So let's hope that the Schedule UTP puts that pressure on the IRS and that the IRS does what they've indicated they will do, which is look for those issues. I personally advocate for -- I think there needs to be accountability to ensure it happens, and even if those issues aren't resolved in the way of guidance, I believe there ought to be a line of sight between us and the IRS on those issues so that you can begin to see what the movement is, where they are, and maybe that will create some sort of momentum around that itself. Chris, I lost track of time so you've got to help me here.
I am a realistic optimist and that means that I believe in change, I believe change is good, but I think -- and it applies generally. today we'll apply it specifically to guidance. I believe that when you talk about change that responsible leadership has to look at the environment and say is the change, that we want incremental or is the change that we want radical breakthrough change? I have no doubt that I know what the answer is to what we want. I think we have to bind because that's what -- leadership does what it wants against the realities and I think one reality that I'm not willing to bet on -- not one penny -- is that somehow Congress is going to solve this dilemma for us. So now you know one thing I feel passionately about.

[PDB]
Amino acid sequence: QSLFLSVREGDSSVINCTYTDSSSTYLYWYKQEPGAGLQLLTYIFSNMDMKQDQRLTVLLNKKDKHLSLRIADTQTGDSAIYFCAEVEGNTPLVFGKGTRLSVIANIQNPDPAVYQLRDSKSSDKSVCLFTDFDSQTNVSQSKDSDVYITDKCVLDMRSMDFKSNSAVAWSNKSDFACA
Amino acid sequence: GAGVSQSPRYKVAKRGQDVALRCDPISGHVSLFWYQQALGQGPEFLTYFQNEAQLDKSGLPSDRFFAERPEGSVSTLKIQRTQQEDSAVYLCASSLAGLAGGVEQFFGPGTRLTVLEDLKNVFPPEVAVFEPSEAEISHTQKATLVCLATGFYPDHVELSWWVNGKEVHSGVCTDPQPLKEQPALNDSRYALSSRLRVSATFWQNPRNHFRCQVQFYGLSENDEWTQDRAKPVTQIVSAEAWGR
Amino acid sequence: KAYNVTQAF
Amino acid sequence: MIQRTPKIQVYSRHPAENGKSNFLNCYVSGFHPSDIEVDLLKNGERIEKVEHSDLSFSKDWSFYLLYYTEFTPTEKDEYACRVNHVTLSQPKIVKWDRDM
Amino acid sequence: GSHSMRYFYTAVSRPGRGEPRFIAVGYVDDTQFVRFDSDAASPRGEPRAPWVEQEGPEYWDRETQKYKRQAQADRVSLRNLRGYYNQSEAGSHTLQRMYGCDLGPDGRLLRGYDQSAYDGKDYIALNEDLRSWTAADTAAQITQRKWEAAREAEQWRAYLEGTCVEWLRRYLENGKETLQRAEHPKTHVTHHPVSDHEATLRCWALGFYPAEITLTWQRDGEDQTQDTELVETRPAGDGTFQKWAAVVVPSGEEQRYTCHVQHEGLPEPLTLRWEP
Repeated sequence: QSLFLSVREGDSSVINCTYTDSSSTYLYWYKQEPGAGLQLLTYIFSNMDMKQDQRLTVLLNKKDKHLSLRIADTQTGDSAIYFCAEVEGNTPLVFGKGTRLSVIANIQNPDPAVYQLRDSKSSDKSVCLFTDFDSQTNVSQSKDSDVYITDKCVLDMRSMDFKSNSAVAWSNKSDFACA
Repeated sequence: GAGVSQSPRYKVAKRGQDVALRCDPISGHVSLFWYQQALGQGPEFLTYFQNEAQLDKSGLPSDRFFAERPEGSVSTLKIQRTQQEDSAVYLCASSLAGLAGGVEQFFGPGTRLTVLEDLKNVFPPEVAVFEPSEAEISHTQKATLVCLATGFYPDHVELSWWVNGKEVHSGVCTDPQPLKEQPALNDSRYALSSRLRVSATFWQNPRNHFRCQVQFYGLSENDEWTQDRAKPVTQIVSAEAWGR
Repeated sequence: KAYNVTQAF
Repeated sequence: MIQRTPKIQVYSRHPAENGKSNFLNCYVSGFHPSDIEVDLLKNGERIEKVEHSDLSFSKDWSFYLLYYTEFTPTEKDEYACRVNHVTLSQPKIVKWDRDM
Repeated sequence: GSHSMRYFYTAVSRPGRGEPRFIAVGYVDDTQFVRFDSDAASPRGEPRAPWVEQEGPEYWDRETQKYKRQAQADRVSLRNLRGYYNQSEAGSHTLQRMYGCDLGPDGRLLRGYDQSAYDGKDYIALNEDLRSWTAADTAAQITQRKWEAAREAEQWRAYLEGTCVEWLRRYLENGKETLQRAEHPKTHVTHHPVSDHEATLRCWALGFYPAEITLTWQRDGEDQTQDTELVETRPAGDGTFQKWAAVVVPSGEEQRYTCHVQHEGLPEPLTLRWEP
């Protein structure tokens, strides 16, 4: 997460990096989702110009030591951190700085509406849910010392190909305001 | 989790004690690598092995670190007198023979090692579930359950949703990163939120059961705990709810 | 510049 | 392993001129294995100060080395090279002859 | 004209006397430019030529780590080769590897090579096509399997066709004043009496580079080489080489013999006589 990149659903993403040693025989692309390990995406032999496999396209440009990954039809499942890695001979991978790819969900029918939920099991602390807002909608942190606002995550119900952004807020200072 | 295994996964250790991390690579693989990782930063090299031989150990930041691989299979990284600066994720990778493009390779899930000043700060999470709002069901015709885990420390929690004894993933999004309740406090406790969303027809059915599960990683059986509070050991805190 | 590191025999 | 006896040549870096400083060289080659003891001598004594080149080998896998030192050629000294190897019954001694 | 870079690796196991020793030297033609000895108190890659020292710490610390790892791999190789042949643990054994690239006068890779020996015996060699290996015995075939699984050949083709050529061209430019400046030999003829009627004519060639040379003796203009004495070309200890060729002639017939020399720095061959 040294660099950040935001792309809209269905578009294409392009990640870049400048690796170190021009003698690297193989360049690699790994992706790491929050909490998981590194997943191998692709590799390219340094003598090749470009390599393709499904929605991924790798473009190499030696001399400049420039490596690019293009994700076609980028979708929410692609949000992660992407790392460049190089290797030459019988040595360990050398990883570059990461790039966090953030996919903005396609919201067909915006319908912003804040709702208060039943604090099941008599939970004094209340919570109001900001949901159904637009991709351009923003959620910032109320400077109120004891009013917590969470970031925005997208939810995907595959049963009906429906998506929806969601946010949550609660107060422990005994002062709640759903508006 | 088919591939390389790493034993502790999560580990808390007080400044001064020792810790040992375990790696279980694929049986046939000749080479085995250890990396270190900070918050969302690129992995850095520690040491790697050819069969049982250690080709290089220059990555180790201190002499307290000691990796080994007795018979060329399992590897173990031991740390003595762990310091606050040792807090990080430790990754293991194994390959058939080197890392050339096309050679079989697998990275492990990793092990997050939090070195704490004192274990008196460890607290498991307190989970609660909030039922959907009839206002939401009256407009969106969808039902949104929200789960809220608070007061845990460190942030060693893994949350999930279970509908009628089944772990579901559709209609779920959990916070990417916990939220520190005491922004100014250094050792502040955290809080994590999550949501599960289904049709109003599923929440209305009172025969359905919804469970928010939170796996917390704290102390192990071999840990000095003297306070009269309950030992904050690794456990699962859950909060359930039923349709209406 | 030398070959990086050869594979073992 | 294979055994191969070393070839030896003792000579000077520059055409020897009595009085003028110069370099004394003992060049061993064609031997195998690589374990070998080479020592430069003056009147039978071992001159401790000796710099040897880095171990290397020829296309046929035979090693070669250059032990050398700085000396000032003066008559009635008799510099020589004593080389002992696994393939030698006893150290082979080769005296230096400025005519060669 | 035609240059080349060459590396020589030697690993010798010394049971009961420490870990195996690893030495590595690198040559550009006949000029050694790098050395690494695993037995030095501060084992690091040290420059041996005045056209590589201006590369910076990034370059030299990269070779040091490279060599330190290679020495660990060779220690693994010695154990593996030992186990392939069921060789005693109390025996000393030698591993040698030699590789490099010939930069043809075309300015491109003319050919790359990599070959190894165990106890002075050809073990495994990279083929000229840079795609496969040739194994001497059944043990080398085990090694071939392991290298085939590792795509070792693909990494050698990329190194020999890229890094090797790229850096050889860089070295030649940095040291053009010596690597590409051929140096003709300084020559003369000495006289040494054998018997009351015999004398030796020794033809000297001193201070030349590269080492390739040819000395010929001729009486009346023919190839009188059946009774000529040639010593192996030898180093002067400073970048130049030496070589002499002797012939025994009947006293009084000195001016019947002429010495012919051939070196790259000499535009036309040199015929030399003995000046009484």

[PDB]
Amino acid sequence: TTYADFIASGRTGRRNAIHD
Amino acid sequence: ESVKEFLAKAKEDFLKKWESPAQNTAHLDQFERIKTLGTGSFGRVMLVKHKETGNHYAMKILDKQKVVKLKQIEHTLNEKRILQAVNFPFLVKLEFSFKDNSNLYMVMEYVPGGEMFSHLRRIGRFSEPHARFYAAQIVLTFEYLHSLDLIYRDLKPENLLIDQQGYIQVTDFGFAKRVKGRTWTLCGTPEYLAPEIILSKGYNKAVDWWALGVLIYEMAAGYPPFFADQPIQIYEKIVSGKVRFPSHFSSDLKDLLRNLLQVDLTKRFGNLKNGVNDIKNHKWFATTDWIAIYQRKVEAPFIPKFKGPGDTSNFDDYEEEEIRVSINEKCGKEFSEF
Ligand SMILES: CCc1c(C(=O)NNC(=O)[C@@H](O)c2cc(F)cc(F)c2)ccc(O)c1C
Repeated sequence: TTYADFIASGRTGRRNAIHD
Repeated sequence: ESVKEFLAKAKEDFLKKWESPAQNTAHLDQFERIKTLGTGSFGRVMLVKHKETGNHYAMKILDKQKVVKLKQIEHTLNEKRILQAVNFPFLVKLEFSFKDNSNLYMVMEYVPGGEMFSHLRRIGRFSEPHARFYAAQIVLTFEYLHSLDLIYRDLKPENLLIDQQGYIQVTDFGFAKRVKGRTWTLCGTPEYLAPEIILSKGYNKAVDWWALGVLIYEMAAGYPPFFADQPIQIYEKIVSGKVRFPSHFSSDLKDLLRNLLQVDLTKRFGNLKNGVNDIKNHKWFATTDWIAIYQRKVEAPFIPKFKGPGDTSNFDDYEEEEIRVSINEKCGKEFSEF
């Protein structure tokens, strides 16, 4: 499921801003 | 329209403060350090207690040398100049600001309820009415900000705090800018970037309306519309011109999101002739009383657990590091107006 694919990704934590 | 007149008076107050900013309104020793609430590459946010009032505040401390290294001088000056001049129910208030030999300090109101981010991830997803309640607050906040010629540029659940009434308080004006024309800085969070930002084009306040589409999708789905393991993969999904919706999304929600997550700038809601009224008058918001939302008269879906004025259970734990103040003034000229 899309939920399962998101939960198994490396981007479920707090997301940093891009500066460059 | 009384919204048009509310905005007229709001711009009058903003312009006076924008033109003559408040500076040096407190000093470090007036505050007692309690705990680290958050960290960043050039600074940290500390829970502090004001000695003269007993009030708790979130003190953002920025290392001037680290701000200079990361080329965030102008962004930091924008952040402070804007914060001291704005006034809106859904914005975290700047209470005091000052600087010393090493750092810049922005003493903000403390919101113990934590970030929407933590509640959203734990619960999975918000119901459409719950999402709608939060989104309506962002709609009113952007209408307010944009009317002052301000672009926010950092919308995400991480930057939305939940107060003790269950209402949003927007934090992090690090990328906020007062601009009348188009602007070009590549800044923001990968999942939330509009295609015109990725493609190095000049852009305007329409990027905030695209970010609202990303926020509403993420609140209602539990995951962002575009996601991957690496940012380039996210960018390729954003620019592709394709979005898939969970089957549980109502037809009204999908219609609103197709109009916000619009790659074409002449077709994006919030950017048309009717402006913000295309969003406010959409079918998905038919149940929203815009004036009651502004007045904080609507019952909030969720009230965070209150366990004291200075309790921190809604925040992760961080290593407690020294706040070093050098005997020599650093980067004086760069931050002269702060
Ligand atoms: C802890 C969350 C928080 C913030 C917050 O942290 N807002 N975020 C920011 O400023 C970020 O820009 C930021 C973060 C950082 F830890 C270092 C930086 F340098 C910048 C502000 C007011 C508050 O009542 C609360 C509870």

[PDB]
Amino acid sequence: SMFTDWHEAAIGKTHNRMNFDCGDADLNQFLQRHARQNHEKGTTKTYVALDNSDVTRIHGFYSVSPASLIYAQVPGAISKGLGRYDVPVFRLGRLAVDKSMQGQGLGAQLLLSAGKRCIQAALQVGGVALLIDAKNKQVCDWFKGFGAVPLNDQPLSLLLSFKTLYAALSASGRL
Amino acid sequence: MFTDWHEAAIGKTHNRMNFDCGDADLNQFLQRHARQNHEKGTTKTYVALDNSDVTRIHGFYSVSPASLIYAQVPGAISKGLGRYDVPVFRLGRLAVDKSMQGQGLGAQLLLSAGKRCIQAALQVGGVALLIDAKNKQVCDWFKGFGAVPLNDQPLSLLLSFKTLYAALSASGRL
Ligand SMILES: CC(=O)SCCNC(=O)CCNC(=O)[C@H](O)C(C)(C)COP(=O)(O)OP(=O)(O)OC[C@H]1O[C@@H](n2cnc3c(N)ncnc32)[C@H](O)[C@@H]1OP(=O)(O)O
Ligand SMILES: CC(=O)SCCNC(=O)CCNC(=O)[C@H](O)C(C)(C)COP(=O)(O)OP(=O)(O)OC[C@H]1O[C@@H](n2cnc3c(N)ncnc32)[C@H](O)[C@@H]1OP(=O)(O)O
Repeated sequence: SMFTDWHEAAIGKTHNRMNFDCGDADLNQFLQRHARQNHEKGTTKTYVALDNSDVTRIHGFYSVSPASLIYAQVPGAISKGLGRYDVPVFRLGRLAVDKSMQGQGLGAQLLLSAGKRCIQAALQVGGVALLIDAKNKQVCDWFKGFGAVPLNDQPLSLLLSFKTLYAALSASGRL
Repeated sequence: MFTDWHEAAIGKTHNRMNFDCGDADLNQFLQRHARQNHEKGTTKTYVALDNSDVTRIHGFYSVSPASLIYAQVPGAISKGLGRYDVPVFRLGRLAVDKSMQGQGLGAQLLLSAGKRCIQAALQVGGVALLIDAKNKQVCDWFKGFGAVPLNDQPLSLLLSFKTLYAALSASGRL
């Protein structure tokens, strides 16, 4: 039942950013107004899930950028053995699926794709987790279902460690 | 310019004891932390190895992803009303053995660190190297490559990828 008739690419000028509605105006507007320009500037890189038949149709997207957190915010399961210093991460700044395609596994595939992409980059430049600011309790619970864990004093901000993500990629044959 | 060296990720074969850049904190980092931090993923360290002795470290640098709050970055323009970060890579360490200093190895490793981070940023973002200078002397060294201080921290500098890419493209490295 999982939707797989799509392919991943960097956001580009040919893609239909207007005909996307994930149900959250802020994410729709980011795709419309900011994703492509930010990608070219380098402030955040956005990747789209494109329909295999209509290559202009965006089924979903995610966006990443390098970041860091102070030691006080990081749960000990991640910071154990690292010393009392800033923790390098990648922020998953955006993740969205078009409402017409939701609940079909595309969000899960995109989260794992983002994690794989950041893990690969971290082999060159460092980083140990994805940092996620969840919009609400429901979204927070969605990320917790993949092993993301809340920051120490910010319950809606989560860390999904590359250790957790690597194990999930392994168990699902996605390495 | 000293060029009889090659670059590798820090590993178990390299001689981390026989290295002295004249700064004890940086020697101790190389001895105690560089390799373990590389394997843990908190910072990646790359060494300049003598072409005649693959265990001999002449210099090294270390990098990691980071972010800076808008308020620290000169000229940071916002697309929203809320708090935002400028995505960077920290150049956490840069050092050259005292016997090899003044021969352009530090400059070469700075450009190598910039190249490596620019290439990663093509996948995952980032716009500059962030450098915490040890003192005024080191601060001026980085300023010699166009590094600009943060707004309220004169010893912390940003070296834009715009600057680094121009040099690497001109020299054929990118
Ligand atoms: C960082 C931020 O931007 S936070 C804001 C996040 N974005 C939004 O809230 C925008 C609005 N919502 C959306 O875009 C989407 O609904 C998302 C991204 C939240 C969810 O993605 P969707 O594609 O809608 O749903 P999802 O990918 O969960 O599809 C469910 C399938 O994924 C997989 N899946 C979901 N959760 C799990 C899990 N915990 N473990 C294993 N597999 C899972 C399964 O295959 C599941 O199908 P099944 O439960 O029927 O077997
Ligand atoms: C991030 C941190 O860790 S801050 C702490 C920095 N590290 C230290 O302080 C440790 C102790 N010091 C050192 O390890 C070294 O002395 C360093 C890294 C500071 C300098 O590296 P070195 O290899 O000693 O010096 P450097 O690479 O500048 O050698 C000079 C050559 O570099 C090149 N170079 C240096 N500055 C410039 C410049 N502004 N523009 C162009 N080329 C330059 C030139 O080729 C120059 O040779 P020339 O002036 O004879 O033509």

The second thing I'm not willing to bet on one dollar and won't hold my breath even for a minute waiting for it to happen is that in today's world that Treasury tax policy or that IRS Chief Counsel is going to see any increase in resources. So I think when we talk about what we want from the improvements to the government process, it's productive to say what Congress can do because certainly we want to influence that, but to count on it we're going to sell ourselves short in terms of crafting the improvements that we could maybe achieve. If we're counting on resources in any great measure, it might make sense -- don't think it's going to happen and if it's going to build into this we're going to sell ourselves short of what really could be accomplished. So I think it's very important to bind it by reality. It begs questions. Do we want more guidance? The answer is probably self-evident. Do we want it faster? I don't even think I have to ask that question. Are we concerned with the quality of the guidance we're getting? I think that's a question. I don't know. Maybe the quality of what we get when we get it is okay. Maybe we're concerned with what we don't get, so the improvements from the processes we're asking for aren't quality related. Don't know. Are we concerned with the mix of guidance coming out? Do we think there are issues that would fall into a descriptor such as low hanging fruit -- easy? Do we think that there should be an attack on more of that and that that attack should look different than the way the rest of guidance is handled? I don't know. I think it's a question worth asking.